This week in West Orange County history

These are the names, places and faces of West Orange County's past.

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70 years ago

John Luff, a Windermere town councilman, became one of the first public officials in Orange County to resign his position to return to the Armed Forces since the outbreak of the Korean War.


45 years ago

J.J. “Bud” Grice of Windermere joined The Winter Garden Times staff as advertising manager.

Jimmy Carter, former Georgia governor and Democratic presidential candidate, visited Winter Garden and was photographed on the steps of City Hall with City Commissioner Ralph Fulford.

Classes were set to begin Sept. 2 for our seven area elementary schools, two junior high schools and the new West Orange High School.


40 years ago

More than 1,200 people from at least 30 states attended the official grand opening of the Florida Auto Auction at its new $3 million facilities in Ocoee.


30 years ago

Winter Garden Elementary School, built in 1916, took its final bow as the wrecking crew began its three-day demolition project. Many residents and former students had hoped the building could be saved, but it was full of asbestos and couldn’t be salvaged.

Habitat for Humanity was officially affiliated in West Orange County. It has been spearheaded by the Rev. Deckerd Guess of First Presbyterian Church of Oakland.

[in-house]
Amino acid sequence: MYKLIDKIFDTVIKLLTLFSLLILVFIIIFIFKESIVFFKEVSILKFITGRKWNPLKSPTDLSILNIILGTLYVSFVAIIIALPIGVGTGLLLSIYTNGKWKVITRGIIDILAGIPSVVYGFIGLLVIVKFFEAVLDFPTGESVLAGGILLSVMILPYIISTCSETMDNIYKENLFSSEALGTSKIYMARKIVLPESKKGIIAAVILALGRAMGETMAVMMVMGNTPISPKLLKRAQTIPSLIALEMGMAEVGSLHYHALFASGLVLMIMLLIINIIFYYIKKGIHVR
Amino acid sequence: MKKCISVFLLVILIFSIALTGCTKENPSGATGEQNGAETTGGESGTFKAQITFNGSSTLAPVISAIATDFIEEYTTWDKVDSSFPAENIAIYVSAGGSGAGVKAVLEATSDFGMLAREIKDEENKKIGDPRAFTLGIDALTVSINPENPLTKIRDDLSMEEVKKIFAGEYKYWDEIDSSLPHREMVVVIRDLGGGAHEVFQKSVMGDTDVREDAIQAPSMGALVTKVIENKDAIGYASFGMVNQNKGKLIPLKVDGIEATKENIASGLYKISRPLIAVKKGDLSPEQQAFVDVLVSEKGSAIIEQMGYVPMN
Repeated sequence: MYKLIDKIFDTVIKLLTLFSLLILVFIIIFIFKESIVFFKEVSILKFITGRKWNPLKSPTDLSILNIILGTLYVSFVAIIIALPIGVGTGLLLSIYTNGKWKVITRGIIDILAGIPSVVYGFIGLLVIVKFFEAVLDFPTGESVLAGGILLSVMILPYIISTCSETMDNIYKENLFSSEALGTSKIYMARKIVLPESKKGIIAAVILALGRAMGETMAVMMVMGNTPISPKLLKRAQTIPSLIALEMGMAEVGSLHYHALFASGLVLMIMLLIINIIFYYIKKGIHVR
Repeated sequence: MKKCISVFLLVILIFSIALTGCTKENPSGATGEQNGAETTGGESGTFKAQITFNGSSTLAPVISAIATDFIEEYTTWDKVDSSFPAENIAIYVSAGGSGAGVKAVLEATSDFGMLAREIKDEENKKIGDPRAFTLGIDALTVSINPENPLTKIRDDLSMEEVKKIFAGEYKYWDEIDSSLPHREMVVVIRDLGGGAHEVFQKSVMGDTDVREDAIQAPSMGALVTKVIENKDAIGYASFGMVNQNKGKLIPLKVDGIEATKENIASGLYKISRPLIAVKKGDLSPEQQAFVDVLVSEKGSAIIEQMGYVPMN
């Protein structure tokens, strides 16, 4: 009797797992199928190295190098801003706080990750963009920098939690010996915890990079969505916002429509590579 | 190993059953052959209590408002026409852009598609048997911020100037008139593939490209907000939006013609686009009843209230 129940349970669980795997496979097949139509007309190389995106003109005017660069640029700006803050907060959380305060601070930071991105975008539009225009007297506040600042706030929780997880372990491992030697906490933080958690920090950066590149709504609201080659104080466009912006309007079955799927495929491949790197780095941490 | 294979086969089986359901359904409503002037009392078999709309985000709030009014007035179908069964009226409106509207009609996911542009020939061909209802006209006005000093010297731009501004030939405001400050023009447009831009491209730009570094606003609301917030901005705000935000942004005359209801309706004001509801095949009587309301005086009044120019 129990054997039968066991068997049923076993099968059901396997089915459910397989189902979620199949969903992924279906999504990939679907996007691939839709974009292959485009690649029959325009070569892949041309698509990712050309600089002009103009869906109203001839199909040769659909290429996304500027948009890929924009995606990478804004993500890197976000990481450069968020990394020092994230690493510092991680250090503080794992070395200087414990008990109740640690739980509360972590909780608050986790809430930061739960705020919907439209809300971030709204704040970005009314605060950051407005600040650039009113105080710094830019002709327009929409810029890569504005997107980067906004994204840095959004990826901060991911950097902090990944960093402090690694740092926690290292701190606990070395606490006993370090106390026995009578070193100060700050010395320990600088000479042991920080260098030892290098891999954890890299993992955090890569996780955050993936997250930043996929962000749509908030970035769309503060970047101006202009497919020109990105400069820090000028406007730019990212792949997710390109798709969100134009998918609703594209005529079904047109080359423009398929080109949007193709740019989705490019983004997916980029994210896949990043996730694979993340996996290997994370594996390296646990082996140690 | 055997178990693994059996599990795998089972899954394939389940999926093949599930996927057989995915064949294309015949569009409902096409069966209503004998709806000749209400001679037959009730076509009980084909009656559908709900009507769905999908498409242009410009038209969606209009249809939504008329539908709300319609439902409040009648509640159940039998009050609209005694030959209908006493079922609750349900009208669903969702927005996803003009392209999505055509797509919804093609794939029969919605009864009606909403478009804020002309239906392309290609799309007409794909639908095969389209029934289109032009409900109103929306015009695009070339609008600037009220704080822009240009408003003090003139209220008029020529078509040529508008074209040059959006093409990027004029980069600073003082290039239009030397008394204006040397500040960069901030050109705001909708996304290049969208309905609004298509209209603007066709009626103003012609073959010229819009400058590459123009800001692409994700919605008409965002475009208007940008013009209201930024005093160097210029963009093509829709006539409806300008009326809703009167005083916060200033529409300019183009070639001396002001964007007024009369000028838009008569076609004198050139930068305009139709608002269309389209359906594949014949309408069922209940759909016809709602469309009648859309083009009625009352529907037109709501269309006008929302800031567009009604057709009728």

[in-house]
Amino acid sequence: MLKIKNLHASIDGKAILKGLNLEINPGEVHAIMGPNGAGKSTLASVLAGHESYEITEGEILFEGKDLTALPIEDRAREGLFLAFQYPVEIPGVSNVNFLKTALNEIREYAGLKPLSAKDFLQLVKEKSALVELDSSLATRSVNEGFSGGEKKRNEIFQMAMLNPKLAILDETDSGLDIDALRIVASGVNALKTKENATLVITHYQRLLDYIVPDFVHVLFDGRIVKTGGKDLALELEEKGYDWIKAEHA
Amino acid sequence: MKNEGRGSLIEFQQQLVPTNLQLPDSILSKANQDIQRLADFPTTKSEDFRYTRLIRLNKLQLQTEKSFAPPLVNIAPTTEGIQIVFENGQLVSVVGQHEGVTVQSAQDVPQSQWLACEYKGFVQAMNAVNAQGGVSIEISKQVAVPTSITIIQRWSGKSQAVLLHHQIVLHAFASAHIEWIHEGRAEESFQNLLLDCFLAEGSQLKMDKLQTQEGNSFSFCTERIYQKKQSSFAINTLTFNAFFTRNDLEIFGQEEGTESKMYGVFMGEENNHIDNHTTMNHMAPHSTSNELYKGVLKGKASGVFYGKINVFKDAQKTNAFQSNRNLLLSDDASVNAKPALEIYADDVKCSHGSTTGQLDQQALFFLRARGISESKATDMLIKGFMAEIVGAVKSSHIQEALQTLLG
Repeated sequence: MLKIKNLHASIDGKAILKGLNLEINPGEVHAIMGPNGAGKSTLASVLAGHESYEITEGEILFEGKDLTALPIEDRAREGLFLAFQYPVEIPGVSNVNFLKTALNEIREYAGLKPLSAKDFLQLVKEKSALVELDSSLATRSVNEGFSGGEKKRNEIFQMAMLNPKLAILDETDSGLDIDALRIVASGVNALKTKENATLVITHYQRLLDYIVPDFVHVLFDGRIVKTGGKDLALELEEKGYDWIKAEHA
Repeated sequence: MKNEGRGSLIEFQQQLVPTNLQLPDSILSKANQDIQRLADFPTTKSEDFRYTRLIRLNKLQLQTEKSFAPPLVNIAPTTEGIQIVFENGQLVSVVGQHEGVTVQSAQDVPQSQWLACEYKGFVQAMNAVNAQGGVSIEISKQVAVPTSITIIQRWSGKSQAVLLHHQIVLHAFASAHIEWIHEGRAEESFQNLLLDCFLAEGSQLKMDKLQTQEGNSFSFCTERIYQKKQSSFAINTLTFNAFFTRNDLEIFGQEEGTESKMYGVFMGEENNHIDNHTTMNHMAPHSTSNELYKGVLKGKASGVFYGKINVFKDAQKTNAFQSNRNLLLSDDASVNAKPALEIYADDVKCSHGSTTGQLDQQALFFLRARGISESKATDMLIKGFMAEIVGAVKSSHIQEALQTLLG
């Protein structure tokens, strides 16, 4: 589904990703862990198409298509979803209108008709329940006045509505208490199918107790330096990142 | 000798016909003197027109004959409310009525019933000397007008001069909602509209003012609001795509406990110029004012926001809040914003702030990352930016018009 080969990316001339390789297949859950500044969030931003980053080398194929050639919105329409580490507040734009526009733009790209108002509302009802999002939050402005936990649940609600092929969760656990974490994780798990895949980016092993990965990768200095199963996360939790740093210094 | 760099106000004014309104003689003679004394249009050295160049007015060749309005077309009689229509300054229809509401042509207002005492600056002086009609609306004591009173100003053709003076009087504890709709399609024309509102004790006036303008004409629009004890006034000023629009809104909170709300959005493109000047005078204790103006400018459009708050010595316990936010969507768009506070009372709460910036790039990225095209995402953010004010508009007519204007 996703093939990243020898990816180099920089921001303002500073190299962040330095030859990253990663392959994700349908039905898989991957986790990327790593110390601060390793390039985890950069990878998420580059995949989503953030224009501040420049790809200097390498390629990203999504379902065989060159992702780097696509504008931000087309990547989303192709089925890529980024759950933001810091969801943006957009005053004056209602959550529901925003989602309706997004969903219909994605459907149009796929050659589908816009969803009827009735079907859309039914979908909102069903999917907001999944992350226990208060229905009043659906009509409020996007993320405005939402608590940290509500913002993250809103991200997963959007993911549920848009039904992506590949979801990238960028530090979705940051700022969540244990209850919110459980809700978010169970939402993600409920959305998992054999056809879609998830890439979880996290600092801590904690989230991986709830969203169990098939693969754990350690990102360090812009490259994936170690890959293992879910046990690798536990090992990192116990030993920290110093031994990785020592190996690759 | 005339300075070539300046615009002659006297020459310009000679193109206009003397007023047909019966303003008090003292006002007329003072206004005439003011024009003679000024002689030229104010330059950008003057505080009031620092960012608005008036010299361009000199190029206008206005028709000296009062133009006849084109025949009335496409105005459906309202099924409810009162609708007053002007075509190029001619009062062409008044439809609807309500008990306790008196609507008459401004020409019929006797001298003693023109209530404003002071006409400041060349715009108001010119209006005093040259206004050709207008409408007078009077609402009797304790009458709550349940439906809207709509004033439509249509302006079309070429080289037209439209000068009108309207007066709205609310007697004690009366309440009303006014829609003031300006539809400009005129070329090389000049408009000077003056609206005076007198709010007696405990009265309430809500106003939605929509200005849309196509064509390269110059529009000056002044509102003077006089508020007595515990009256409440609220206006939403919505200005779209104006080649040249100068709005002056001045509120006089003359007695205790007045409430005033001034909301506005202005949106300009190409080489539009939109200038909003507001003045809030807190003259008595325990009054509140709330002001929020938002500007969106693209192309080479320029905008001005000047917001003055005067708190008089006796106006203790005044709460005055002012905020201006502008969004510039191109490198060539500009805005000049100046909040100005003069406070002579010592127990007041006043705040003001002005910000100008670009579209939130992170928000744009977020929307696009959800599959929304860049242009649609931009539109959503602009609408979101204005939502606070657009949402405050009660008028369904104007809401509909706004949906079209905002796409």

20 year ago

With the hiring of two new officers, the Oakland Police Department had a total of seven full-time positions, including the first two female officers in the town’s history — Nicole Torres and Dawn Beninato.

Winter Garden City Manager Hollis Holden, a retired captain in the U.S. Navy, returned to his submarine — the USS L. Mendel Rivers — a final time to participate in an inactivation ceremony in Norfolk, Va.



Aug. 23, 1946

An article on the front page of The West Orange News on Aug. 23, 1946, brought up a topic that seems commonplace today. It was determined to be important for homes and offices to display their address number “so when strangers come to the city they can find locations they wish without seeking a search warrant in getting correct addresses.” Anyone needing numbers could visit City Clerk E.M. “Doc” Tanner to get theirs free.



The Winter Garden Fire Department was established in July 1913 with Chief A.B. Ames, Assistant Chief M.Y. McMillan, Ben Ewing, G.T. Raden, O. Reams, Leo Borgard, R.E. Waterman and O.A. Dunaway. In 1920, Hoyle Pounds became chief and served for more than 40 years. The Winter Garden Fire Station was built in 1938 at 127 S. Boyd St. Designed by Franklin Cappleman, it was constructed with W.P.A. funding and serves today as the home of the Winter Garden Art Association.

The present fire station is located on Palmetto Street. The photograph, dated Aug. 21, 1997, shows one of the trucks.



Amy Quesinberry

Community Editor Amy Quesinberry was born at the old West Orange Memorial Hospital and raised in Winter Garden. Aside from earning her journalism degree from the University of Georgia, she hasn’t strayed too far from her hometown and her three-mile bubble. She grew up reading The Winter Garden Times and knew in the eighth grade she wanted to write for her community newspaper. She has been part of the writing and editing team since 1990.

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